The Dirtiest Spots in Your House

The apparent unclean places in a house, such as spilt food on kitchen surfaces, soap scum in the bathroom, or a pile of dirty clothes, are simple to see. But what about the places that may not seem to be unclean but are truly harmful to your family’s health?

Let’s go room by room around your house and throw some light on hidden filth and germs and how to get rid of it.


The kitchen is one of the busiest and dirtiest areas in most houses. Heat, moisture, and food are all easily accessible components that promote bacterial growth. Add to it the germs from everyone’s purses and bags, and the kitchen is rife with deadly bacteria like E. Coli.

The following are the primary areas of concern in the kitchen:

  • Sinks
  • Countertops
  • Cabinet Knobs
  • Refrigerators
  • Kitchen Tools and Small Appliances
  • Bathroom

Unfortunately, some germs remain in the bathroom after each usage. Pay close attention to light switches, door knobs, and faucet handles to ensure that all forms of coliform bacteria are managed. Keep some disposable disinfectant wipes on hand for quick cleaning on a regular basis.

Bath towels and mats should be cleaned in hot water at least once a week and dried fully. Hand towels should be replaced at least once a week.

Bathroom sinks should be disinfected with disinfectant wipes on a daily basis, and toothbrush holders and cups should be cleaned on a weekly basis.

When cleaning the clearly unclean sections of the bathtub, shower doors, and toilet, take the time to disinfect flat surfaces such as walls near toilets.

Living Rooms

Wherever the family meets, whether in the living room, media room, or gaming room, there is concealed filth and germs. Consider how often your home’s remote devices, gaming controllers, laptops, tablets, earphones and head phones, and mobile phones are touched. Is it always the case that they have clean hands?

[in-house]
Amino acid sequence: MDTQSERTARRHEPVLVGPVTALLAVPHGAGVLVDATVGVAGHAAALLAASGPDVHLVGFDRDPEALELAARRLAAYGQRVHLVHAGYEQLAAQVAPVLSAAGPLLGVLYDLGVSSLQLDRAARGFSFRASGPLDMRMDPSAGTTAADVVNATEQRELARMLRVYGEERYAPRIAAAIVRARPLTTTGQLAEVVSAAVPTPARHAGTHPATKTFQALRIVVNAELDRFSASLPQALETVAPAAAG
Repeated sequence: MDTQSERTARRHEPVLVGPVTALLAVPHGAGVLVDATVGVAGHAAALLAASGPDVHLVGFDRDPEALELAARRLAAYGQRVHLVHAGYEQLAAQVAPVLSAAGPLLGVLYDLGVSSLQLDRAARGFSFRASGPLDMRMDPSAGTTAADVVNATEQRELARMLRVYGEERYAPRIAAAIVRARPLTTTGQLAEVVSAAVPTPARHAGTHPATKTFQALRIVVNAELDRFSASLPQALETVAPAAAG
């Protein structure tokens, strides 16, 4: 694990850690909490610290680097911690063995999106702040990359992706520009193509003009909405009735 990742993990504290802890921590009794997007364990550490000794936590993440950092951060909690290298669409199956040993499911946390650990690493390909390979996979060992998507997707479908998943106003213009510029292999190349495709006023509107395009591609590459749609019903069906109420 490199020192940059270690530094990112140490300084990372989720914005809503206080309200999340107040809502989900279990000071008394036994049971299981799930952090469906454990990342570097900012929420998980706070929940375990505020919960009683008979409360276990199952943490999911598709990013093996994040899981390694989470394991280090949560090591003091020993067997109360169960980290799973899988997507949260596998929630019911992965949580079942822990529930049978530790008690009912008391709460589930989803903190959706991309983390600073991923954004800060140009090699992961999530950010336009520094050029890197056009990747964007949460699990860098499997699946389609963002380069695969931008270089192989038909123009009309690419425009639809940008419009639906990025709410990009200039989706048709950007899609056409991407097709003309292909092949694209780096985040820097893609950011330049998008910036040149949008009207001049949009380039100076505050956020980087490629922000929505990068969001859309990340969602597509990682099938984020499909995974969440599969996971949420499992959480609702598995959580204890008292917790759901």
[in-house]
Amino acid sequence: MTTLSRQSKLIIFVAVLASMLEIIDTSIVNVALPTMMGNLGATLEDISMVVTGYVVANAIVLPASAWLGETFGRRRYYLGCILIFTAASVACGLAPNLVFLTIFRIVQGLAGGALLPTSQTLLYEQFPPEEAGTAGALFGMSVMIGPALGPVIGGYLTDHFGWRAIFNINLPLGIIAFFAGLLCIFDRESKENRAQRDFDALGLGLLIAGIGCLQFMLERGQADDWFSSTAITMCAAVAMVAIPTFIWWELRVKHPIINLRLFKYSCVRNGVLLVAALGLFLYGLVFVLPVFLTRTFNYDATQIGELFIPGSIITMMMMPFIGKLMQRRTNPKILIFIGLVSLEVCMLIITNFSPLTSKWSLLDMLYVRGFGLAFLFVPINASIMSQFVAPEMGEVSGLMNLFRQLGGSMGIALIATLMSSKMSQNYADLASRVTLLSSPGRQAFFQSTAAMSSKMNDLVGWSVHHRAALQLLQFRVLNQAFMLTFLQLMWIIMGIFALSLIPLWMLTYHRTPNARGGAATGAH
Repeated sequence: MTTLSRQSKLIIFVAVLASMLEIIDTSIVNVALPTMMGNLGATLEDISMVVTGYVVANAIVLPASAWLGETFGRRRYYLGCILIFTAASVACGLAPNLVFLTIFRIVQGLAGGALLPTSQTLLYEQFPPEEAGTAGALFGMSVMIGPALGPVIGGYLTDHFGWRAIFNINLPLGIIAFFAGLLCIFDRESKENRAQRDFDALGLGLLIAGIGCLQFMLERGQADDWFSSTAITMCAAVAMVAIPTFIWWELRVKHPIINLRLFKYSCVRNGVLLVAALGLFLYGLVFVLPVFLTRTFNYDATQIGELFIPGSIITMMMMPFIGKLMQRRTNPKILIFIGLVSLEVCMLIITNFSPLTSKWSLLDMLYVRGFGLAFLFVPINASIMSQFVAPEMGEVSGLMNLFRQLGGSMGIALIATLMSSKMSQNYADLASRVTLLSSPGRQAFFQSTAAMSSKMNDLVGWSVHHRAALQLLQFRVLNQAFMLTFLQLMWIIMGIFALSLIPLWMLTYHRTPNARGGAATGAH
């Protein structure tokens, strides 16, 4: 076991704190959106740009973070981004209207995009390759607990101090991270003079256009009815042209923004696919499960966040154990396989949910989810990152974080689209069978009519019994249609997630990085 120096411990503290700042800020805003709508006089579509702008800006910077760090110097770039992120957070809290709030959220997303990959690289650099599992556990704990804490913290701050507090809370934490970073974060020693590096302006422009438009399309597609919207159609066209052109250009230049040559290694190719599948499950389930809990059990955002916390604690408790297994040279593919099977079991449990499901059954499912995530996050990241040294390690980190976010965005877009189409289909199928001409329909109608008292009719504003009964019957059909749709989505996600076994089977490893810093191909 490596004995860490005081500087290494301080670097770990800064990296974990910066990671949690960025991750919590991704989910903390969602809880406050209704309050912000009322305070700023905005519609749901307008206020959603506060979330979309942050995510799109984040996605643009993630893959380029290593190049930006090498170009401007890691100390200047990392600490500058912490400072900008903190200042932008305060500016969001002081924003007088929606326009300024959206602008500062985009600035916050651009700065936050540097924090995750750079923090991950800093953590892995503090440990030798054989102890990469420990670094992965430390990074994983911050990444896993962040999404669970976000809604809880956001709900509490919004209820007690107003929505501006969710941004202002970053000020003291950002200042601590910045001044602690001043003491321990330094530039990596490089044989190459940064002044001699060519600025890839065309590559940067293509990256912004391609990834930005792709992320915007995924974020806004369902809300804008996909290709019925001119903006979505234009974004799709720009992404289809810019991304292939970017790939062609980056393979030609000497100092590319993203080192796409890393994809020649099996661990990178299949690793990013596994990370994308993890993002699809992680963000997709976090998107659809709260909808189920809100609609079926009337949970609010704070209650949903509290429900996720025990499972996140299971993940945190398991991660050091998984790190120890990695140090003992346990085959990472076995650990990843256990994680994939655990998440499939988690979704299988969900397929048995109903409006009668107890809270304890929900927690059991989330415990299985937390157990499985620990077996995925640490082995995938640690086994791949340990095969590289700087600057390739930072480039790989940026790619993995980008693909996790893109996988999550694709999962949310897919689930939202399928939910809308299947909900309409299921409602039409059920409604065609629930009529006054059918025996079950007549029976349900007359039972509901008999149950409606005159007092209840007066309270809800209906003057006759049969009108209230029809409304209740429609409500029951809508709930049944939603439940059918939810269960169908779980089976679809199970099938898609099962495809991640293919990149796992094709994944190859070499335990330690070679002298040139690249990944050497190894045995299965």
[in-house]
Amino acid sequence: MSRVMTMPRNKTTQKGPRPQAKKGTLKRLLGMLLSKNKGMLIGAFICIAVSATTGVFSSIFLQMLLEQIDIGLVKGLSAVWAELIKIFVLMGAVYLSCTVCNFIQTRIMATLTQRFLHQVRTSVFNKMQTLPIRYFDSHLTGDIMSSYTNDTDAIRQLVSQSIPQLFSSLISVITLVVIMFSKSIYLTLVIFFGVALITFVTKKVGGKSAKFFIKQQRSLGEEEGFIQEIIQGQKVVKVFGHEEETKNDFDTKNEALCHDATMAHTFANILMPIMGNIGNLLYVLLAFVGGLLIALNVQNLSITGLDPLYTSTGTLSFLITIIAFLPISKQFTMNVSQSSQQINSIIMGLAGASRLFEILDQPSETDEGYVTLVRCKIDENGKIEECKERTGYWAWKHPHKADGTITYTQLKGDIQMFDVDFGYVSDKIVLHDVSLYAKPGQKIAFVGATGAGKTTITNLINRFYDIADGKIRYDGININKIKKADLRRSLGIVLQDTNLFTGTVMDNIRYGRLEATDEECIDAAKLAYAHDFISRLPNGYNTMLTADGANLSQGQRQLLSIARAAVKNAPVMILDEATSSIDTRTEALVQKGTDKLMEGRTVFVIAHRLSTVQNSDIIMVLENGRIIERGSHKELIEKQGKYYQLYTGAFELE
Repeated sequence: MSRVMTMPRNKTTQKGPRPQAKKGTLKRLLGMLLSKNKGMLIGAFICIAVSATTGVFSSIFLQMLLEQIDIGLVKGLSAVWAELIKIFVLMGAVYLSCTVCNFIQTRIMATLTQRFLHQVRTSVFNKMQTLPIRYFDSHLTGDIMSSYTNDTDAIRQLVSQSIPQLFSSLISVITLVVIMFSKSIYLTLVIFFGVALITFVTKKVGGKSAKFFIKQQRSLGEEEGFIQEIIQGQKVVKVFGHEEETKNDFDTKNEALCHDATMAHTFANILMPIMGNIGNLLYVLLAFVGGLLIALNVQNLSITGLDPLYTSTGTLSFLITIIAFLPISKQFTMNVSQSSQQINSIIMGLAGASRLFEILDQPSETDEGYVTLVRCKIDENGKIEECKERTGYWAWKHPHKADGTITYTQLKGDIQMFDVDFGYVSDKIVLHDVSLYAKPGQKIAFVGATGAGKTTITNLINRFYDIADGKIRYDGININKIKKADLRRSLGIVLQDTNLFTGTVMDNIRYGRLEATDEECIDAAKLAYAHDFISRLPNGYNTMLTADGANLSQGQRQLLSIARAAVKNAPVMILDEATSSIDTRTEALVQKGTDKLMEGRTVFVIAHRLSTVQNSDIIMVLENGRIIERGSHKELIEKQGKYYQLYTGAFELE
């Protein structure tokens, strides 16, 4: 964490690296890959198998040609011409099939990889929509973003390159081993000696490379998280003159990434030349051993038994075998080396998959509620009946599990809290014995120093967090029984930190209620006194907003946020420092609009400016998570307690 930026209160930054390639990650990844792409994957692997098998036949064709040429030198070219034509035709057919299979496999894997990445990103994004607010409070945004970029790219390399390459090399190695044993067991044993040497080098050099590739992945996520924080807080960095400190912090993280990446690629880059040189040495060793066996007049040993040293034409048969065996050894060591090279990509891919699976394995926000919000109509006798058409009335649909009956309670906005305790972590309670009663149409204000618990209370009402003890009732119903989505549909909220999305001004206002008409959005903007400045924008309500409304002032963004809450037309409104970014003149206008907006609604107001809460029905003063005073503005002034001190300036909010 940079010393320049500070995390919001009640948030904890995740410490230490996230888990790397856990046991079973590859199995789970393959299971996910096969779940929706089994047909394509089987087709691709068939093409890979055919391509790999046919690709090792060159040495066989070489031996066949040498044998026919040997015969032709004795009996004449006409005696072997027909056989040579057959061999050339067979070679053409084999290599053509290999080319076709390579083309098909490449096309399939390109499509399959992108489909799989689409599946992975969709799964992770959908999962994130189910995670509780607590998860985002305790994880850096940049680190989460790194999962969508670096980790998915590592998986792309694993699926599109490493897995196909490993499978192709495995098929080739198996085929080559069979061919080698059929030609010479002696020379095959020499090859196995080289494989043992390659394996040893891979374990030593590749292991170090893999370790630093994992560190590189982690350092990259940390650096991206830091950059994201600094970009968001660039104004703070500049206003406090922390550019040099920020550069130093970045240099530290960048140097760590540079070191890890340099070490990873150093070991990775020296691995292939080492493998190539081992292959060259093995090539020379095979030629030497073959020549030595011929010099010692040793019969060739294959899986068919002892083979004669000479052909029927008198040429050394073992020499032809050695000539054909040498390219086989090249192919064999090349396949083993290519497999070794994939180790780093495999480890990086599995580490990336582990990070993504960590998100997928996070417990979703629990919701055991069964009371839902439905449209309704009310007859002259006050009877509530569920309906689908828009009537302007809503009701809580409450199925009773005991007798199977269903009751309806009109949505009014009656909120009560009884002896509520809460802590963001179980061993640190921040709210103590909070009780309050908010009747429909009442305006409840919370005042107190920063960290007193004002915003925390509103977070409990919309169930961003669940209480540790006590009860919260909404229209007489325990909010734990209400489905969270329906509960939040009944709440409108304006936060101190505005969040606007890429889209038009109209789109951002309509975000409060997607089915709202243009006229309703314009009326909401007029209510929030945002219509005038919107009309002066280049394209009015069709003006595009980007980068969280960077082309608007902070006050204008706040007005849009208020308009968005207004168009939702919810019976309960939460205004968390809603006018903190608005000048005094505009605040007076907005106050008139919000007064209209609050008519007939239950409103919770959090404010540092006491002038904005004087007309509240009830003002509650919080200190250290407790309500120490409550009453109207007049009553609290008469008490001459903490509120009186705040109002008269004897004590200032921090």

All of those keypads and controls should be cleaned down regularly with an electronics-safe disinfectant wipe. If you have a cold or a virus, you should wipe your hands after every usage. Don’t forget about the switches on lights, switch plates, and doorknobs.

Upholstery on furniture is another breeding place for germs and allergies. Sneezes, unclean hands, pet dander and hair, and filth from feet and shoes all come into contact with the cloth. Many different species of bacteria may survive on these surfaces for many days.

Upholstered surfaces should be vacuumed at least once a week using a hand-held vacuum or the upholstery attachment of a larger machine. Make a point of cleaning below and between cushions, where food and pet hair may accumulate. Then use a scented or unscented disinfectant spray to refresh and clean.

If someone in your household has a virus or skin rashes, disinfect upholstered surfaces by covering them with sheets or washable coverings that can be replaced and cleaned periodically.